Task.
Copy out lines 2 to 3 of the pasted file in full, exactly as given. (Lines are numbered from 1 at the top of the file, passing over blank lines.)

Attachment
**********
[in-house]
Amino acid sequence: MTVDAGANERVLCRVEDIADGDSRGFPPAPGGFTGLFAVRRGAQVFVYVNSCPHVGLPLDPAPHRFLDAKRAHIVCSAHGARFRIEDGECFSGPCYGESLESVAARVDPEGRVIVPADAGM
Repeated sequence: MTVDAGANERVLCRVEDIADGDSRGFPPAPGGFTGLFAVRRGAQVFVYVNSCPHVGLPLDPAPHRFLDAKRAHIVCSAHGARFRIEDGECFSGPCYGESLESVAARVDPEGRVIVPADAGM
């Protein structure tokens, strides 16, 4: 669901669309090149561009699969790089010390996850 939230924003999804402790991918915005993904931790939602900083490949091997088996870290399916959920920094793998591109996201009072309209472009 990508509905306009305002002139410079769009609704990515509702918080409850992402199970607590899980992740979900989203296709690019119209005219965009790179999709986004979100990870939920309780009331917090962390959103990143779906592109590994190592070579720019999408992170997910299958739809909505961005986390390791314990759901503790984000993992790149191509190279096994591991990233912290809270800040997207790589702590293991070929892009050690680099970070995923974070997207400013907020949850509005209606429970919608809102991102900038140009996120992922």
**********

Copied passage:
Amino acid sequence: MTVDAGANERVLCRVEDIADGDSRGFPPAPGGFTGLFAVRRGAQVFVYVNSCPHVGLPLDPAPHRFLDAKRAHIVCSAHGARFRIEDGECFSGPCYGESLESVAARVDPEGRVIVPADAGM
Repeated sequence: MTVDAGANERVLCRVEDIADGDSRGFPPAPGGFTGLFAVRRGAQVFVYVNSCPHVGLPLDPAPHRFLDAKRAHIVCSAHGARFRIEDGECFSGPCYGESLESVAARVDPEGRVIVPADAGM